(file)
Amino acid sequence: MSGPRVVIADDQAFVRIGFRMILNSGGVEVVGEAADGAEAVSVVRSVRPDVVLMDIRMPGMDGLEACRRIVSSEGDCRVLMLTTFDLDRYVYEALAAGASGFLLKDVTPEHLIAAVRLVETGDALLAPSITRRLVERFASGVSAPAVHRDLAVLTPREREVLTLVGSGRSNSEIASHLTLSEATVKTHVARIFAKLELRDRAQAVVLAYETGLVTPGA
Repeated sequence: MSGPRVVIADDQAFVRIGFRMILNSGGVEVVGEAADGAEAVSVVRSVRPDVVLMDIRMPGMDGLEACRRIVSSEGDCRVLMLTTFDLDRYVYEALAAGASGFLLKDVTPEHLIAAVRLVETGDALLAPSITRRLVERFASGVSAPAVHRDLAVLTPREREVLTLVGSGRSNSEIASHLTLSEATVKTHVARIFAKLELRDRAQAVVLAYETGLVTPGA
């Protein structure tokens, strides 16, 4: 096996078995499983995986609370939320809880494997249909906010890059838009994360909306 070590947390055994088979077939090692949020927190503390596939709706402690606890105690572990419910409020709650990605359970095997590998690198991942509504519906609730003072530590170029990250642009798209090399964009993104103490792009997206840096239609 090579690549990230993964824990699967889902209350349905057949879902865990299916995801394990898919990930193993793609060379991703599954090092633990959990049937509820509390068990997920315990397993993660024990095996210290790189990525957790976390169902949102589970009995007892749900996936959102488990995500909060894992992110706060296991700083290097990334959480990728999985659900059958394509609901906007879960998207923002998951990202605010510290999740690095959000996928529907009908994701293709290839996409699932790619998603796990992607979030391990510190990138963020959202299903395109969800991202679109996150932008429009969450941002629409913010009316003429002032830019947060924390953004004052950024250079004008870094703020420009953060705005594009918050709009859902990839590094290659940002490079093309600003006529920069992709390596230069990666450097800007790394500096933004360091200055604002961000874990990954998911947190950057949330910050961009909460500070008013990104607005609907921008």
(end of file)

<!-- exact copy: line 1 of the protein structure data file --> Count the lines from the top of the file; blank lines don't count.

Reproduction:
Amino acid sequence: MSGPRVVIADDQAFVRIGFRMILNSGGVEVVGEAADGAEAVSVVRSVRPDVVLMDIRMPGMDGLEACRRIVSSEGDCRVLMLTTFDLDRYVYEALAAGASGFLLKDVTPEHLIAAVRLVETGDALLAPSITRRLVERFASGVSAPAVHRDLAVLTPREREVLTLVGSGRSNSEIASHLTLSEATVKTHVARIFAKLELRDRAQAVVLAYETGLVTPGA